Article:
Troubled Commonwealth Institute eyes Cambridge alliance

November 22, 2002

London's Commonwealth Institute has opened negotiations with Cambridge University to set up a pan-Commonwealth centre of excellence in education.

The institute, which recently suffered a financial crisis over a failed internet venture, plans to abandon its mission of promoting awareness of the Commonwealth in British schools. The move reflects the change in its status from UK Foreign Office to Commonwealth control.

If negotiations with the new faculty of education at Cambridge to establish the centre are successful, it will engage in original research and the training of research students from Commonwealth countries. It will also provide a focus for high-fliers from Commonwealth countries to collaborate in research as visiting fellows.

Critics have expressed their fears to Don McKinnon, secretary-general of the Commonwealth. They questioned the way Cambridge was chosen over other universities with strong records in educational research.

Those who believe the Commonwealth Secretariat should retain a strong presence in education cooperation are anxious that the secretariat's own education work could be off-loaded. They point to the omission of an unambiguous reference to education in a report of the top-level review of the Commonwealth's activities as evidence that some member states would like to see its education role abandoned.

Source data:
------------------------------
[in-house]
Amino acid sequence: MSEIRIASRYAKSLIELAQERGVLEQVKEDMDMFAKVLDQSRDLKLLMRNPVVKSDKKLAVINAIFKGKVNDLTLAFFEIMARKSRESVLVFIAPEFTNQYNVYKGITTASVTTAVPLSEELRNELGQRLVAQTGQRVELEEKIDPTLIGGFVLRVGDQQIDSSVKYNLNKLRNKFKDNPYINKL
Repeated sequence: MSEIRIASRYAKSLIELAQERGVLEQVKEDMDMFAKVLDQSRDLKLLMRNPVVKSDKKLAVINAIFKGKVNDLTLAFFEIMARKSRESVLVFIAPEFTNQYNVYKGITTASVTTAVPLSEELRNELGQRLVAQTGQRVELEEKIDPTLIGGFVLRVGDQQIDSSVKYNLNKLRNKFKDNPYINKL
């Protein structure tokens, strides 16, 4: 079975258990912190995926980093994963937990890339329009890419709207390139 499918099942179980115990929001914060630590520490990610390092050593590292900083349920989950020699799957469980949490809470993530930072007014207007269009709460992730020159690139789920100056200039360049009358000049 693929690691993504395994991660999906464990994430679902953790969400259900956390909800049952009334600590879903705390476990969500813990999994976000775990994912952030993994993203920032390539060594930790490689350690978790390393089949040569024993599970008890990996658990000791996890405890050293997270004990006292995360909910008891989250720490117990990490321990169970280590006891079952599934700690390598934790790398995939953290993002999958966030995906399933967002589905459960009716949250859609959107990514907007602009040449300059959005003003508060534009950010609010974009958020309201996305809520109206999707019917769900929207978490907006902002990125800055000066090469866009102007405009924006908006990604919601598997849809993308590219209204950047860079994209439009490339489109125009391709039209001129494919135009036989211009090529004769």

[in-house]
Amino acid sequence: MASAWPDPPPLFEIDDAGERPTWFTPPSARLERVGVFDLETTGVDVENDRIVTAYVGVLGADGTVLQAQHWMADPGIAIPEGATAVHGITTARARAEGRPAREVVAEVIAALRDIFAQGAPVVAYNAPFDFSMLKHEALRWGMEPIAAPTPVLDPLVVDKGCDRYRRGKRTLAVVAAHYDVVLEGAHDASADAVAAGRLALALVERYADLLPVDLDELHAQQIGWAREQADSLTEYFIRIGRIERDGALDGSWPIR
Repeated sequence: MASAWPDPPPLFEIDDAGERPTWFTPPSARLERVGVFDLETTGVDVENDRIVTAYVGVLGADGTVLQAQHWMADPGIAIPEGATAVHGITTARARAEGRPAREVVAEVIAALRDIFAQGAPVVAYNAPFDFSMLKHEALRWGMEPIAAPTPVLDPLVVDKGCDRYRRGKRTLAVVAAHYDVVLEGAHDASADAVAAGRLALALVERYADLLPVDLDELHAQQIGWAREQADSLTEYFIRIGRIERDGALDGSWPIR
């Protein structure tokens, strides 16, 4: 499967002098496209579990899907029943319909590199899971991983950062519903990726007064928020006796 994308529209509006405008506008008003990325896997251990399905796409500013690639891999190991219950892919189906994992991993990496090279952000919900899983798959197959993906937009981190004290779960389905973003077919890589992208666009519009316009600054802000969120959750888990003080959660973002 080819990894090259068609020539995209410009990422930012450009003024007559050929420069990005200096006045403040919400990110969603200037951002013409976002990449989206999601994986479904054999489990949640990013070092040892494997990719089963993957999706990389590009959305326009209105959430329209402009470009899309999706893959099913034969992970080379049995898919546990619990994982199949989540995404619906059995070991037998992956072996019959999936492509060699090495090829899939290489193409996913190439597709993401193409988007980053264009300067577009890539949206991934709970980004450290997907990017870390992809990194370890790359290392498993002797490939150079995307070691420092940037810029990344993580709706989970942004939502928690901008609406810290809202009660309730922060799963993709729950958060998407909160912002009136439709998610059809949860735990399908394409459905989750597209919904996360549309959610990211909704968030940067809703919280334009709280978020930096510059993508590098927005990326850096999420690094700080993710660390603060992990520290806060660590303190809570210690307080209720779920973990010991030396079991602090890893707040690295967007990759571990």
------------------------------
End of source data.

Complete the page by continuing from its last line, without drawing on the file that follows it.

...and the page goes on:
The institute denied that the move was driven by financial crisis, but Mr McKinnon has confirmed a connection with the collapse of its e-Commonwealth news and information portal with losses estimated at up to £1.8 million.

David French, the institute's chief executive, sought to distance the plan from the e-Commonwealth debacle and defended the choice of Cambridge as a partner. "There is a good fit between Cambridge and the institute, precisely because we are bringing different things to the partnership. With the Institute of Education and the Institute of Commonwealth Studies, London University already has most of what the institute would bring, so why would they need us?"

The centre is scheduled to open in September 2003.

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